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Common Mistakes Made by Lobbyists

Don’t rely on other persons’ description or understanding of the bill that you are working on

By Chris Micheli, August 21, 2021 2:49 am

By Ray LeBov and Chris Micheli

Particularly with new lobbyists, but even with some more experienced ones, there are some common mistakes that are made. We offer some observations and suggestions for addressing some of these common mistakes.

Not Reading the Bill

Don’t rely on other persons’ description or understanding of the bill that you are working on. Instead, actually read the bill, any committee and floor analyses, and understand the bill yourself. Be able to articulate what the bill does and does not do in your own words.

Not Having Paper

Every legislator and staffer want a piece of paper, whether you deliver it personally or electronically. So, it is important that you have a one-pager (maybe two pages for more complicated or detailed bills) that you can give to those that you are lobbying. This leave behind paper helps jog the memory and they will have something to reference after you talk with them.

Taking Votes for Granted

Even if you think a legislator will vote with your position, at least pay a courtesy visit to confirm your belief. Make sure that legislator will, in fact, be voting with your position.

Even if you think a legislator will vote against your position, check because you may find a pleasant surprise on occasion that the legislator will actually vote with your position.

Failing to Meet with Both Committee Consultants

There are majority party and minority party committee consultants. Be sure to communicate with both of them and supply them with the same paperwork so that everyone has the same information to complete their bill analyses.

Not Finding the Right Bill Author

It takes time and effort to determine and secure the best possible author for your bill. An entire article can be written about guidance regarding how to select the right author for your bill, so we will only mention that there is a myriad of factors that go into selecting the best bill author. A good lobbyist will take the time to determine a few of the top candidate to carry their client’s bill and then work diligently to secure one of those candidate legislators to carry the bill.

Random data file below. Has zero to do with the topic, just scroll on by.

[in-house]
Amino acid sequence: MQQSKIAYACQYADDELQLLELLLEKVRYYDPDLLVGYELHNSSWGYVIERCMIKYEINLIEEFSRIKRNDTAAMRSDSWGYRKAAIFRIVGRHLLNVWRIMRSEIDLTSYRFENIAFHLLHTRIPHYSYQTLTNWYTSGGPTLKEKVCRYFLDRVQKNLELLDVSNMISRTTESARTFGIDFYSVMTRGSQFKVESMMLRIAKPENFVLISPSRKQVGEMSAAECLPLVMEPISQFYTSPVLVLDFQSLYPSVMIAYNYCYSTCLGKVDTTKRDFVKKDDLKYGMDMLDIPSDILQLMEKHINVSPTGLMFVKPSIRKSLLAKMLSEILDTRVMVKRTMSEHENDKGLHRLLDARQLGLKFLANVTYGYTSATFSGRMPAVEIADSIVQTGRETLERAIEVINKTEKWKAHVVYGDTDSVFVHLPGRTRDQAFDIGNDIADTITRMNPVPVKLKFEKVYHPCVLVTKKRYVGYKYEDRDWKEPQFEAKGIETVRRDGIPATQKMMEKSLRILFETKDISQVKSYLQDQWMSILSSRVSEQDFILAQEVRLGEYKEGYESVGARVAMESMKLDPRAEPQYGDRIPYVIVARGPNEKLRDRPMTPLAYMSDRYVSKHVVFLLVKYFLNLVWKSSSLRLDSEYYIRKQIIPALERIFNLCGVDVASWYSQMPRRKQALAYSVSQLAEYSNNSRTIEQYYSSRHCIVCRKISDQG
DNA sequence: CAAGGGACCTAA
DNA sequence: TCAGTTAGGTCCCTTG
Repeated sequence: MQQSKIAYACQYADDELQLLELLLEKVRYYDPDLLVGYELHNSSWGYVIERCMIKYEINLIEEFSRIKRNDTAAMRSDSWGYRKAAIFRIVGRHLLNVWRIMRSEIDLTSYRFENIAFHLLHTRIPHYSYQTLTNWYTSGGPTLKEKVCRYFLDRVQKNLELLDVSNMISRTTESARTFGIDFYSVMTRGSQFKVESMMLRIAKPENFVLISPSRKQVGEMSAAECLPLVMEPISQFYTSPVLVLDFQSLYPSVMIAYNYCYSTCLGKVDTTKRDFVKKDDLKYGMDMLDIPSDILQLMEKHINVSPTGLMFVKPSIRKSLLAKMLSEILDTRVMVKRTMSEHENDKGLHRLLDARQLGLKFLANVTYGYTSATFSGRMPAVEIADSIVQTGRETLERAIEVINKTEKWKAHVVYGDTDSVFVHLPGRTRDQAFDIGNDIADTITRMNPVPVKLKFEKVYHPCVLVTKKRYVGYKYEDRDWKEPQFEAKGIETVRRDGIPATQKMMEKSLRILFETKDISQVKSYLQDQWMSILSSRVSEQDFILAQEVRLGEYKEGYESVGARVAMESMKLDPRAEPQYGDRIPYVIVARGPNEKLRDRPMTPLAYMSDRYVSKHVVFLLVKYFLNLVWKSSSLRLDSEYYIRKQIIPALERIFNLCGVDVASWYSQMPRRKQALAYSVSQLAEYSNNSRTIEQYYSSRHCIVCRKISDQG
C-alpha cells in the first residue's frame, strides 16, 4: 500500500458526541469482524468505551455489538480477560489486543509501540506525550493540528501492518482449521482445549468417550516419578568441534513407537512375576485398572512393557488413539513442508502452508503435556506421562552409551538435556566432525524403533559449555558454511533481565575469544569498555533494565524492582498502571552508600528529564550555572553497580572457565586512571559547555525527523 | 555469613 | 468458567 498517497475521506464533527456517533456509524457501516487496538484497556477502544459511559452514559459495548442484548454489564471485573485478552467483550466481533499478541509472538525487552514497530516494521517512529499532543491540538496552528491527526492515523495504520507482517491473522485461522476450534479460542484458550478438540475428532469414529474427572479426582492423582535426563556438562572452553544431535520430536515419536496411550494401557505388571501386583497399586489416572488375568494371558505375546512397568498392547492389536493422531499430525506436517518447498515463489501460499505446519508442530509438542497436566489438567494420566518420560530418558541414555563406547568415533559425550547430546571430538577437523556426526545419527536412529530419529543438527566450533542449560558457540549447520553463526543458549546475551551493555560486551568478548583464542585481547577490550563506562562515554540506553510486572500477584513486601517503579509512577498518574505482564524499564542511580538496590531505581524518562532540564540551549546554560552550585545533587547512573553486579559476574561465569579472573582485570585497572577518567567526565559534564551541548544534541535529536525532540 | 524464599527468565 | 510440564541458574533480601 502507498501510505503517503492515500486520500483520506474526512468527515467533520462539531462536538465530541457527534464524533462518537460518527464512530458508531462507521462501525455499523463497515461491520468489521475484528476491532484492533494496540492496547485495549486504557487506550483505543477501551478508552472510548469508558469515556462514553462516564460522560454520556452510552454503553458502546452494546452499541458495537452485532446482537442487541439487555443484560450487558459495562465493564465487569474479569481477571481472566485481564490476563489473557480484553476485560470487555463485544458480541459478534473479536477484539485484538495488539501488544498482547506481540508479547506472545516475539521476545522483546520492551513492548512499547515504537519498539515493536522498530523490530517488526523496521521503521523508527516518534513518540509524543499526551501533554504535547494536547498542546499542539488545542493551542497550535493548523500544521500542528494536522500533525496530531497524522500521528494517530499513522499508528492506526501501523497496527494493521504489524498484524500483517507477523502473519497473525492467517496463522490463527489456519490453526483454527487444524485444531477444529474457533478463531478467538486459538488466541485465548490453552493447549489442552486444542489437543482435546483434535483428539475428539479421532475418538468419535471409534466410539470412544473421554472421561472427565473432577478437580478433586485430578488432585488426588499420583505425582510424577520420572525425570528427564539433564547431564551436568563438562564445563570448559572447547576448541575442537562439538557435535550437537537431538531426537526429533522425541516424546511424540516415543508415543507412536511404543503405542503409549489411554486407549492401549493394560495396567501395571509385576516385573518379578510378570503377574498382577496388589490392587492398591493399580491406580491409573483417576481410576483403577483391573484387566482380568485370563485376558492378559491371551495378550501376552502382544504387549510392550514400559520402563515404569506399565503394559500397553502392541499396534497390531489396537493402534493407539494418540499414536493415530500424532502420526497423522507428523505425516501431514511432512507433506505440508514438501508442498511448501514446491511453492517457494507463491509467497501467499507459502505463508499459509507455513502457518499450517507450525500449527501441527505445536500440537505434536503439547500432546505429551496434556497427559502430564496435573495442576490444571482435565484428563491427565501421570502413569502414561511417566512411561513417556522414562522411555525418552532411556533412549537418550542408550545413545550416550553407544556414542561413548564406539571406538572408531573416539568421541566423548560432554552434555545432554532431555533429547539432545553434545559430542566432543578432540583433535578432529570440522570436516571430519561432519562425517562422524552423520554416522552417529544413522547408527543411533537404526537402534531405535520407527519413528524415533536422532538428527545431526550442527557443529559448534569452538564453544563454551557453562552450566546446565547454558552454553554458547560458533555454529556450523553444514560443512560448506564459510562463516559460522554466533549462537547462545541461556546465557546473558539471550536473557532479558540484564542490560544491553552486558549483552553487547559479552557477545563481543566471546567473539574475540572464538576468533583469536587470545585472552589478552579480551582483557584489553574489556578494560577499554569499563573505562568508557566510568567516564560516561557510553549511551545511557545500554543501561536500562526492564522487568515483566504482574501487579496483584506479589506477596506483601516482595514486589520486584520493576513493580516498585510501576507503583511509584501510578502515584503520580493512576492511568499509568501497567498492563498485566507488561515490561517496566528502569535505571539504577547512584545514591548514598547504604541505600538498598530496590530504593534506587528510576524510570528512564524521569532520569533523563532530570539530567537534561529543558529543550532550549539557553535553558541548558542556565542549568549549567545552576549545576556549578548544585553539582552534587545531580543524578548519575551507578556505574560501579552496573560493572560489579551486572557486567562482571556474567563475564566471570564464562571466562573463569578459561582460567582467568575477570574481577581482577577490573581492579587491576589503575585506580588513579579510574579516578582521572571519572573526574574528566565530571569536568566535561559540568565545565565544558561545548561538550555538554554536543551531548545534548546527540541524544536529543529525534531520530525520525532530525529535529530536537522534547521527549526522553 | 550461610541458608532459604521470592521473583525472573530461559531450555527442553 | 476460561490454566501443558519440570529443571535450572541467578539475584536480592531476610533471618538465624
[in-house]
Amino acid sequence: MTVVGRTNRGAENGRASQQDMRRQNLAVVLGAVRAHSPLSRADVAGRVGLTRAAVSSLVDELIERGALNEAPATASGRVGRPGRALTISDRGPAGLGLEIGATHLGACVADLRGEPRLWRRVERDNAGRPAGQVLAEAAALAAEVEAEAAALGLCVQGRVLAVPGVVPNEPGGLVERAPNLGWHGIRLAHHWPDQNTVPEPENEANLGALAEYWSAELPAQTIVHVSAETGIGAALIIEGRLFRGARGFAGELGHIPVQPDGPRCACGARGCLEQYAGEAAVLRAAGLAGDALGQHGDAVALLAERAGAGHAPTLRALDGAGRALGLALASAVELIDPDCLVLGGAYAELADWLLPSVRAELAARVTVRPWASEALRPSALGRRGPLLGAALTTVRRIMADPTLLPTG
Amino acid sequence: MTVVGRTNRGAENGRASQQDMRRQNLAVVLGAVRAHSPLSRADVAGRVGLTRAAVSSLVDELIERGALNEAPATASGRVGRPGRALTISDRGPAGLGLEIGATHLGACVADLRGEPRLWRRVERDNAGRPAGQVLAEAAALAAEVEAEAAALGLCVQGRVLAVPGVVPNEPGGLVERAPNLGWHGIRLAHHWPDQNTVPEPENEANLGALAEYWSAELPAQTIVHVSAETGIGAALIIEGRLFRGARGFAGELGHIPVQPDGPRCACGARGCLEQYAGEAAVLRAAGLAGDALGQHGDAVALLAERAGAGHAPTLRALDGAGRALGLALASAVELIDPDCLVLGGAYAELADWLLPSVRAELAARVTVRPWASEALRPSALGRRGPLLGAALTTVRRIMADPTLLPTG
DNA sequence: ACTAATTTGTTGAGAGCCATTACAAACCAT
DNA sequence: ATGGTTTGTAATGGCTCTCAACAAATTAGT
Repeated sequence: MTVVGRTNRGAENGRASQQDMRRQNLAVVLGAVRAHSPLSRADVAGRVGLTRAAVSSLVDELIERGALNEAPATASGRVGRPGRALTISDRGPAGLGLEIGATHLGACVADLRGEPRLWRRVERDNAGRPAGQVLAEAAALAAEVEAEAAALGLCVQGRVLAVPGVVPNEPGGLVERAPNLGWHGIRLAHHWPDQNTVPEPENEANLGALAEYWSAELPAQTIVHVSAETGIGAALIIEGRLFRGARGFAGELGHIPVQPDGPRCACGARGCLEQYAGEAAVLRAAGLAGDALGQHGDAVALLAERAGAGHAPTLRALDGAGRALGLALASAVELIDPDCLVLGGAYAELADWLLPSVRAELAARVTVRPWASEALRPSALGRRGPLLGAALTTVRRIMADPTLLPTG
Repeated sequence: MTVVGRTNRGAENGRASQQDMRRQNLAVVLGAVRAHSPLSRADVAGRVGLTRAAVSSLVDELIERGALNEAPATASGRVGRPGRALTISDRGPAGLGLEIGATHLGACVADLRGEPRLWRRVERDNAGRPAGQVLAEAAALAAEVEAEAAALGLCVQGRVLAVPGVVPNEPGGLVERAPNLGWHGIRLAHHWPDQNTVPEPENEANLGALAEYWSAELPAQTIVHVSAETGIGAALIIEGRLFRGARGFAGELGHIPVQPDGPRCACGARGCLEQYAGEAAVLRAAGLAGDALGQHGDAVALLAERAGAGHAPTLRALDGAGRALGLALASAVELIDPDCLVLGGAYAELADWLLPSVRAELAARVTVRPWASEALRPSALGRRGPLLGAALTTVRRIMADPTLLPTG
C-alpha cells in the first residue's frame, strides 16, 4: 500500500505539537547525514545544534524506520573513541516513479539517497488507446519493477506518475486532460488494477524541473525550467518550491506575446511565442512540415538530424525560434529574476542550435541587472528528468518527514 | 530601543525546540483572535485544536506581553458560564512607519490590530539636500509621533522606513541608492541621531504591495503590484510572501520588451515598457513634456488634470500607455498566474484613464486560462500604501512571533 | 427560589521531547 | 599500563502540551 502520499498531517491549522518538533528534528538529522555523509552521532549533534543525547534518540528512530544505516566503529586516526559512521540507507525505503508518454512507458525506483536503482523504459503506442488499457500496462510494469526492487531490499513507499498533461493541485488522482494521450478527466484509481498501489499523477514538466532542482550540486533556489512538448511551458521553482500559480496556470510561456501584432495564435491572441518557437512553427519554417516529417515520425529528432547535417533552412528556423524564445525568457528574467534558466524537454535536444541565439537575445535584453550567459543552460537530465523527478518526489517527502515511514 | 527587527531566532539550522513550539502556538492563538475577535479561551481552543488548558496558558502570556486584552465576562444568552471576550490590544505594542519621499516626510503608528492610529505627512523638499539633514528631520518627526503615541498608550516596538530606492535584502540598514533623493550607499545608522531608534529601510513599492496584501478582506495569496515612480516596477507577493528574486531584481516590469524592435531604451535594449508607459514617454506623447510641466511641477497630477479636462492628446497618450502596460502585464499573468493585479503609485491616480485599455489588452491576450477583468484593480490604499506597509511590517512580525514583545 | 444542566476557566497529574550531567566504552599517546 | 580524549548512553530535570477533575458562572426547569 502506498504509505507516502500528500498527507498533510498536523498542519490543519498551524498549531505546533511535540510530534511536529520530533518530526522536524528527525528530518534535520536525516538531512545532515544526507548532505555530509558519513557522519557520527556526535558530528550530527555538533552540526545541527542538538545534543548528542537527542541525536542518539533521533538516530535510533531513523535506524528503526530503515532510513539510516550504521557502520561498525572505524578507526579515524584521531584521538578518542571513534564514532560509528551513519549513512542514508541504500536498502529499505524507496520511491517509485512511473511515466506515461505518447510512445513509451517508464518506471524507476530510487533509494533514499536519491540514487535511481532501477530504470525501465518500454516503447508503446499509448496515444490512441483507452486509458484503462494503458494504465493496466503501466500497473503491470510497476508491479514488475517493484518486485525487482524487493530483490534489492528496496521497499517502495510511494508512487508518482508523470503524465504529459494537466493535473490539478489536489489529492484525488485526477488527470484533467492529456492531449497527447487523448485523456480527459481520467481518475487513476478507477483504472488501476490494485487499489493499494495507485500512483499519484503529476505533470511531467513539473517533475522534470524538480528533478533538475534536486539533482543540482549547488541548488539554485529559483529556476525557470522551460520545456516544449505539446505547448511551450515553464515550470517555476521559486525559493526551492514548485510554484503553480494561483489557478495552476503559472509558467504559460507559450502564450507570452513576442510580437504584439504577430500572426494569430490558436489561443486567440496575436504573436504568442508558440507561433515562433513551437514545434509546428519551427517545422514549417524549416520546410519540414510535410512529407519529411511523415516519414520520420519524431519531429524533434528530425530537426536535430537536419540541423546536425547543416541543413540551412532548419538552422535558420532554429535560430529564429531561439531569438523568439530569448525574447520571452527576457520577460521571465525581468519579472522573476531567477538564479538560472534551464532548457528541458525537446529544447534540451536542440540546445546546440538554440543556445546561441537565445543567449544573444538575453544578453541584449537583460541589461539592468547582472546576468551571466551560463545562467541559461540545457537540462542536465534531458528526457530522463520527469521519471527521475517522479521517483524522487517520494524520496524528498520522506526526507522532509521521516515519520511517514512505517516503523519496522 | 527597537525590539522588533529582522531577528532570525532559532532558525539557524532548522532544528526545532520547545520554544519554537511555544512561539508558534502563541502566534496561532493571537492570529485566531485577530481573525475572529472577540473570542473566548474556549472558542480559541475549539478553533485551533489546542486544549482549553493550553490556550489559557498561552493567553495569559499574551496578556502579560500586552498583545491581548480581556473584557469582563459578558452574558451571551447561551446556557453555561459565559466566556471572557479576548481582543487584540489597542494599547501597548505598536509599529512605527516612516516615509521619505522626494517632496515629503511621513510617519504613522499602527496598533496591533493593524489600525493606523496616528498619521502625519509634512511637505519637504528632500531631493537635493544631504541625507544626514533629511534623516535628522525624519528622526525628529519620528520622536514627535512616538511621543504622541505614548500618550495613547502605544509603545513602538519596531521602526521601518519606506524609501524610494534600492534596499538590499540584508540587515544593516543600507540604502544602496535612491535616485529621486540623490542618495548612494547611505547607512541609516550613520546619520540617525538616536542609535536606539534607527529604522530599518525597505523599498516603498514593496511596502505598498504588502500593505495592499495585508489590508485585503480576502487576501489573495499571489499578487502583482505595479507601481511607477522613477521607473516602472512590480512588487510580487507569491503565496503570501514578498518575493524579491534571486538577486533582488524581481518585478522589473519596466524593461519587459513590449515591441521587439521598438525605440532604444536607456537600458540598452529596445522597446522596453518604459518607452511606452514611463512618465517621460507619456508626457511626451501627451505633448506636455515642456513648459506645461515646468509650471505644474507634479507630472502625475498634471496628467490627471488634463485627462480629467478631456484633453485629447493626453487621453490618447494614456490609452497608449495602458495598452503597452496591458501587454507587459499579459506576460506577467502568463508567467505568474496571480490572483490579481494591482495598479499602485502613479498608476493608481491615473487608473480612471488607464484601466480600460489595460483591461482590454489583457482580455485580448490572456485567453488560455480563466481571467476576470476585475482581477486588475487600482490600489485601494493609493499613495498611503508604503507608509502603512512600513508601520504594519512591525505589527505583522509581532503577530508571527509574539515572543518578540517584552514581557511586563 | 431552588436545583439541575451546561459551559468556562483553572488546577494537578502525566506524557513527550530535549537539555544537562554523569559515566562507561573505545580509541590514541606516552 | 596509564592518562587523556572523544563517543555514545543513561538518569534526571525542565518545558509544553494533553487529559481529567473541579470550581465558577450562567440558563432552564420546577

Not Reading the Situation

Whether you are sitting in a legislator’s office lobbying for or against a bill, or whether you are sitting before a legislative committee preparing to testify in support of or opposition to a bill, read your audience. For example, when the committee chair, “there’s no opposition to this bill, so please keep your remarks short.” That means limit your testimony to one or two sentences! We can’t count how many times we have seen witnesses read their entire testimony for several minutes right after the committee admonished the witness to “keep it brief.”

Not Understanding the Lobbyist – Client Relationship

Many lobbyists don’t reach an understanding with their client about the client’s expectations. How is information provided? What information is to be provided and when? How are substantive decisions (e.g., amendments to accept or reject) made? Who determines strategy and tactics?

Not Telling the Entire Story